The New Statesman Podcast


What can Keir Starmer learn from Joe Biden? With Matthew McGregor

As the US president Joe Biden starts to turn around his poor polling figures ahead of the midterm elections later this year, are there lessons that the Labour leader Keir Starmer can learn from his Democrat counterpart? The veteran campaigner Matthew McGregor, who worked for Ed Miliband and supported digital campaigns for the Democrats in the US, talks to Rachel Wearmouth about what Labour could learn from American politics, and why the party also needs to look at countries like Australia and Germany.

They discuss the impact the Supreme Court overruling of Roe vs Wade, which federally guaranteed access to abortion, is having on US politics. Plus, how to make radical changes from the centre, and how Prime Minister's Questions is surprisingly popular among Washington DC politicos.

More Episodes

  • The real Rachel Reeves

    As Rachel Reeves returns from her visit to the US – where she was accompanied in Washington DC and New York by the NS editor-in-chief, Jason Cowley – we ask what a Labour government will mean for the economy, and what drives the shadow chancellor both personally and politically.Jason joins Anoosh Chakelian, Rachel Wearmouth and Freddie Hayward to discuss his cover story, “The Reeves doctrine: Labour’s plan for power”. They talk about what Reeves believes, why her party is still nervous about scaring voters, and how radical a Labour government might be.You Ask Us will be released as a separate podcast episode tomorrow.Subscribe to Morning Call
  • What’s gone wrong with British policing?

    As more allegations of misconduct within the Metropolitan Police reach the courts, Anoosh Chakelian speaks to a former officer about what’s going wrong with British police.Matt Lloyd-Rose speaks to about his new book, an account of his time as a volunteer police officer with the Met. They discuss misogyny and racism, how police officers’ focus on what they say means they fail to actually help solve problems and why it’s as much the instution that’s the problem as individual officers.
  • Is greed driving inflation?

    Our business editor Will Dunn joins Anoosh Chakelian and Freddie Hayward to discuss his New Statesman cover feature on the age of greedflation. Some companies have been accused of taking advantage of rising food prices to increase their profit margins. The panel talk about why they have been able to get away with not reducing mark-ups, and what the political impact could be.  Then in You Ask Us, they answer a listener's question on Keir Starmer will really make housing more affordable. If you have a question for the podcast team, go to up for Morning Call at
  • Is there a future for moderates in the Conservative Party?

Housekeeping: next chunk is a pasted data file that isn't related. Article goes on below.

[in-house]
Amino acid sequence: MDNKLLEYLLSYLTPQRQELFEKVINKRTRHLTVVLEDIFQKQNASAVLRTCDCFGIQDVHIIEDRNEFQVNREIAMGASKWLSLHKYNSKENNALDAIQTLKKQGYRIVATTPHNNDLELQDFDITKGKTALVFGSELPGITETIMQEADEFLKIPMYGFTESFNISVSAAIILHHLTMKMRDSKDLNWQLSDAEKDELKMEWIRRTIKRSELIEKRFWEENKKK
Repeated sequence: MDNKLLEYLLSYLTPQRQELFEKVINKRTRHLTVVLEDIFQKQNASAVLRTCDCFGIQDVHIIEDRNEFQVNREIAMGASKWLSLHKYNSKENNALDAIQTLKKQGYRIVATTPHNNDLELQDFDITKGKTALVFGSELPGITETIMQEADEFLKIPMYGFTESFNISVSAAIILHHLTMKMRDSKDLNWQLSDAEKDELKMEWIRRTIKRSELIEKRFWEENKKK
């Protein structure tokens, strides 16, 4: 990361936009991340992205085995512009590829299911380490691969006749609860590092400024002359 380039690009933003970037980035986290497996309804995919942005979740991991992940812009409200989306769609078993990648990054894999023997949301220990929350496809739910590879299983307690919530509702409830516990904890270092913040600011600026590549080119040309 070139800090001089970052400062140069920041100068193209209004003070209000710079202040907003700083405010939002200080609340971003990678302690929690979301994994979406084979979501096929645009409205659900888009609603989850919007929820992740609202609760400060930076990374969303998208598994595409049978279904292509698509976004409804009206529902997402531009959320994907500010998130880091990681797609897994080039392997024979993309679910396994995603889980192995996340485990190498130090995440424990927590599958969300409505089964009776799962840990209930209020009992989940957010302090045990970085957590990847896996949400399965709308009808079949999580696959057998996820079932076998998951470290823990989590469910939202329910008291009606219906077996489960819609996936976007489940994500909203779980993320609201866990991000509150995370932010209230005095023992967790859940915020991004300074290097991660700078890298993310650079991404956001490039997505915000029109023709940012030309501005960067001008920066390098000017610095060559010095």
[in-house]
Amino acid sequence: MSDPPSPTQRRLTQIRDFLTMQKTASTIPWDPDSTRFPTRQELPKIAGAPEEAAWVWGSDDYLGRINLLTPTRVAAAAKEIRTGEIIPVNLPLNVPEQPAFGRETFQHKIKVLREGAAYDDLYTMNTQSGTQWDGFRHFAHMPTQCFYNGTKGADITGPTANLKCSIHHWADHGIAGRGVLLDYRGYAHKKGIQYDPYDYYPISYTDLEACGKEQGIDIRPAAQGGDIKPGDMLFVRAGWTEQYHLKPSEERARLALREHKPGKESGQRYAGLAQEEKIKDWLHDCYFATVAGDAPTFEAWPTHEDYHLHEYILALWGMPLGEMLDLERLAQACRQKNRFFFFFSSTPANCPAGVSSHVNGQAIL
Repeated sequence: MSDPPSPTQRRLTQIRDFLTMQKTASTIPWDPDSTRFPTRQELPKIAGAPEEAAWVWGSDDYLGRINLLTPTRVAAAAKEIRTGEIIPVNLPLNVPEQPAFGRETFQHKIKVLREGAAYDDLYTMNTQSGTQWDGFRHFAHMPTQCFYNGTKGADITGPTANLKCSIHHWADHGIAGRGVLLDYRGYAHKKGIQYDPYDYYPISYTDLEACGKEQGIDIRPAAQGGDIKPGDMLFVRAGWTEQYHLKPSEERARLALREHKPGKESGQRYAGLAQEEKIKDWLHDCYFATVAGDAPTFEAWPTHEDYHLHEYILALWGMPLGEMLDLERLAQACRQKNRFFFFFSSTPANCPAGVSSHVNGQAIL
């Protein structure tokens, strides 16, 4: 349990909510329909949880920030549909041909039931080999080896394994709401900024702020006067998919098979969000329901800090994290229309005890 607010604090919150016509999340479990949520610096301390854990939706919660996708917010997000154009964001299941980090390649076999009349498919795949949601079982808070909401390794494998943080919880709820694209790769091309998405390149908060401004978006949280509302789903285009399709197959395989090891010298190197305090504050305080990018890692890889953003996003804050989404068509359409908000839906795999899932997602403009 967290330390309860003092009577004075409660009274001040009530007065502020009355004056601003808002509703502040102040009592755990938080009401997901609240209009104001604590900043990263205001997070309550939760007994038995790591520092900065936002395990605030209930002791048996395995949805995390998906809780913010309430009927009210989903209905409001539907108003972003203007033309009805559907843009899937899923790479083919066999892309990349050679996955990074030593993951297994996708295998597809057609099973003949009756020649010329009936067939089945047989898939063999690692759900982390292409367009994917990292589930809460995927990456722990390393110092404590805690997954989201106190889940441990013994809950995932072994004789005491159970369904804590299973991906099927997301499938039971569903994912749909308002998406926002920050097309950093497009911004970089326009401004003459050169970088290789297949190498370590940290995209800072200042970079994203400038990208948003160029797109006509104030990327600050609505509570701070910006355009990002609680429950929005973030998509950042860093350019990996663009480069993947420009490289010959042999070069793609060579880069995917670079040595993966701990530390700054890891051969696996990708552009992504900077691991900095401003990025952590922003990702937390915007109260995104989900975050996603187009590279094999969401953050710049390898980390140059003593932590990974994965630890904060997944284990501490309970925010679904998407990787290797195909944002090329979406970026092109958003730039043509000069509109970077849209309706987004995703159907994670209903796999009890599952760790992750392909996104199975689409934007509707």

With the Conservative Party showing open divisions, its right emboldened to hold separate conferences, and many Tory MPs already announcing their plans to stand down at the next election, Zoë Grünewald takes a look at what’s happening to moderates in the party. She’s joined by the writer and commentator Benedict Spence, and Ryan Shorthouse, the chief executive of the liberal conservative think tank Bright Blue. They discuss why centrist voters are turning away from the Conservatives, whether the party has much to show for the last 13 years in government, and which wing might take control after the next election.Subscribe to Morning Call at
  • Does unionism have a future in Northern Ireland?

    After the local elections in Northern Ireland, Rachel Wearmouth and Freddie Hayward are joined by the Belfast Telegraph reporter Sam McBride to discuss how the different parties did, and what it might mean for the future of power-sharing and the Union as a whole.Then they look at another difficult week for Rishi Sunak, and why Labour feels like it could have the upper hand on Immigration. 
  • Is Westminster broken?

    Harry Lambert, New Statesman contributing writer, joins Anoosh Chakelian to discuss what could work better in political journalism, the way Westminster and Whitehall are structured, and local government – inspired by two new books, Ian Dunt’s How Westminster Works...and Why It Doesn’t and Paul Johnson’s Follow the Money, on the subject.
  • Who holds the power on the left?

    As the New Statesman publishes the Left Power List – the 50 most powerful people on the British left – George Eaton, senior editor, joins Anoosh Chakelian, Rachel Wearmouth and Freddie Hayward to discuss who’s on the list and why. They talk about how power has changed on the left, what the reaction has been.Then in You Ask Us they tackle listeners’ questions on what the National Conservativism conference is all about.
  • SPOTLIGHT: How Smart Meters help small businesses

    With rising energy prices, Small businesses are keen to take more control over their bills. Smart meters can help companies understand in detail how they are using energy, which can help find ways to make things more efficient. In this special episode of Spotlight, in partnership with Smart Energy GB we speak to Josh Kay, co-founder of a production and art fabrication company the Syrup Room and Victoria Bacon from Smart Energy GB about how Smart Meters can helpTo find out more search "get a smart meter"**Eligibility may vary.
  • BONUS: Have the Conservatives already lost the next election? With Andrew Marr and David Gauke

    In a bonus episode of the New Statesman Podcast, we bring you a discussion between Andrew Marr and David Gauke after the local elections earlier this month, in which the Tories did poorly. They talk about the rise of the “Not the Conservatives” party, the chances of Labour winning the next election, and whether voters are concerned about the chances of a coalition.Subscribe to the new Morning Call, now on Substack.